Research Analysis Lib Data

Research Analysis Lib Data

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Unformatted text preview: uicide and alternative measures of church participation. Over the past several decades, there has been the lingering question as to whether religion serves as a socially integrative force in a postindustrial society (Chaves and Gorski 2001; D’Antonio and Aldous 1983; Thomas 1988). The emphasis has been on whether modernization has weakened the role of religion and religious institutions in the exercise of social control (D’Antonio 1983; Hargrove 1983), resulting in increased secularization (Chaves 1994). Other arguments (Chaves and Gorski 2001) consider whether religious pluralism enhances or undermines religious vitality. The general conclusion is that religion remains an important mechanism of social control for persons who are heavily engaged in its practice. It has yet to be determined, however, whether religion operates as a means of social control because of the group sanctions imposed by other believers or as a socializing agent that accompanies religious activity (Thomas and Cornwall 1990). 340 LARRY C. MULLINS ET AL. The influence of religion as an integrative force emphasizes the sharedbelief system and common values that surround the ultimate questions of life. The essential theoretical question for this research centers on this issue: Does the extent of shared religious affiliation within a community serve as a positive, moderating, and/or integrative influence on marriage? If so, then it would be expected that the rate of currently divorced people will be lower where there is greater identification with fewer religious organizations, even after controlling for other factors known to be associated with divorce. Ellison, Burr, and McCall (1997) asked a similar question regarding the effects of religious homogeneity on metropolitan suicide rates. After considering established covariates of suicide, their analysis revealed that greater levels of religious homogeneity were associated with lower suicide rates. Religious Factors Associated with Divorce What is the direct impact of religious involvement on the rate of the currently divorced? Research indicates that interfaith marriages are more likely to end in divorce than intrafaith ones (Heaton and Pratt 1990) and that participation in religious communities subordinates personal desires while enhancing collective goals, thus promoting stability (Larson and Goltz 1989). Both partners regularly attending religious services and claiming a same or similar religious affiliation are key elements in decreasing the likelihood of divorce (Call and Heaton 1997). Studies of religious homogamy suggest that having a partner with the same or doctrinally similar religious beliefs increases marital stability. These findings are consistent with Durkheim’s (1965) view of religion as an integrative force in social life. Lehrer and Chiswick (1993) concluded that while stability was similar across homogeneous unions regardless of denomination, interfaith marriages had much higher probabilities of dissolution by the fifth year of the marriage. When one of the partners converted to the other’s religion, the stability was similar to that of the naturally homogeneous couples, thus lending strong support for the homogeneity argument of the current study. Similarly, marital happiness is higher among couples who share religious doctrines and rituals. The larger the disparity between the practices of the couple’s religious affiliations the greater the likelihood of marital unhappiness (Ortega, Whitt, and Williams 1988). Therefore, a concentrated pool of eligibles is more likely to result in an intrafaith marriage, which, in turn is less likely to end in divorce. Researchers have shown that persons claiming no religious affiliation have the highest divorce rates of any group, the rate of divorce is lower for Jews than Roman Catholics, and the rate for Catholics is lower than that for Protestants (Brodbar-Nemzer 1986; Glenn and Supancic 1984), though more recent studies do not find the same effects for Catholicism (Lehrer and Chiswick 1993). Among Protestants, the rate is highest among those generally considered to be the THE IMPACT OF RELIGIOUS HOMOGENEITY 341 more conservative denominations. As early as the 1970s, fundamentalists were reported as having higher divorce rates than other groups (Coombs and Zumeta 1970). The reasons for this pattern are theoretically intriguing, but beyond the scope of the current examination. Nonetheless, it appears to be well established that the degree of formal religious involvement of individuals impacts the likelihood of being divorced. Booth, Johnson, Branaman, and Sica (1995) examined several studies regarding the interface between religion and marital quality. In their discussion, they summarized conclusions from these studies, several of which are germane to the current research. Marital quality, for example, as Bo...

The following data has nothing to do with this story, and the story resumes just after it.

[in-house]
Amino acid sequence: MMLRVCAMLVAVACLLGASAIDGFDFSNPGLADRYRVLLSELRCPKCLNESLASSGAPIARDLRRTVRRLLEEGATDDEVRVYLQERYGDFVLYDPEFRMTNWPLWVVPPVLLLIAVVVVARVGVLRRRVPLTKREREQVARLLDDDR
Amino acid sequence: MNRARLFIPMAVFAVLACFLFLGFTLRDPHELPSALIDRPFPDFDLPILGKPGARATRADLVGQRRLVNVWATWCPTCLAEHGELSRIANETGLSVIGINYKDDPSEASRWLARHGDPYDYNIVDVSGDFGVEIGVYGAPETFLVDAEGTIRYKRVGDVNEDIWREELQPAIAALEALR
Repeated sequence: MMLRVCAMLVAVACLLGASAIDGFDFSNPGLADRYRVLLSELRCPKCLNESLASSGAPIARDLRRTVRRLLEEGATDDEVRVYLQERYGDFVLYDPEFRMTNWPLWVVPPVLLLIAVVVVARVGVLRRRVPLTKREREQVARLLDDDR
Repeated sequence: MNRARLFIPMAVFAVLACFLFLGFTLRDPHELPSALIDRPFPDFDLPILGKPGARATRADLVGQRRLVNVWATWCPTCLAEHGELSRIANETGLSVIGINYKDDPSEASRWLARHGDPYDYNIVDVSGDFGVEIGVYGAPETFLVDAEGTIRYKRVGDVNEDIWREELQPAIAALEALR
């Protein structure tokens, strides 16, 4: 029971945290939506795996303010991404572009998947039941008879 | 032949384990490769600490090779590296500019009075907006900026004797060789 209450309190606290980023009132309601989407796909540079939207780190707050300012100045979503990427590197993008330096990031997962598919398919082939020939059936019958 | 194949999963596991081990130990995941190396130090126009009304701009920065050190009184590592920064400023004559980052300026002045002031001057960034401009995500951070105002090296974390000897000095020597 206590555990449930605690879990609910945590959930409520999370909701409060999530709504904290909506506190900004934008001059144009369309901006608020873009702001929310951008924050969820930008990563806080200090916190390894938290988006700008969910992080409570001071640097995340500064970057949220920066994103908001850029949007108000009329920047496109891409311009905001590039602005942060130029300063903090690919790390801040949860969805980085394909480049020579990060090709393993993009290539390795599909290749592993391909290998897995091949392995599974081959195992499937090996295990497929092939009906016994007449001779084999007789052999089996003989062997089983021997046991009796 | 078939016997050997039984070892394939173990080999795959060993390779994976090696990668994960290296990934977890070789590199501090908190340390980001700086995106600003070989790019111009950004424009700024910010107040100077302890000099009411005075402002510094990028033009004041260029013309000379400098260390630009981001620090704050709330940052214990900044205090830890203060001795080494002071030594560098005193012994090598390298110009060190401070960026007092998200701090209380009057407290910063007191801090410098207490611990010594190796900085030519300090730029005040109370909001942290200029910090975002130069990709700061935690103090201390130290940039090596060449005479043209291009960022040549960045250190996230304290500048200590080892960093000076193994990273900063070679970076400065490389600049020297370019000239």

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This note was uploaded on 01/27/2014 for the course SOCI 3040 taught by Professor Lauramckinney during the Fall '13 term at Tulane.

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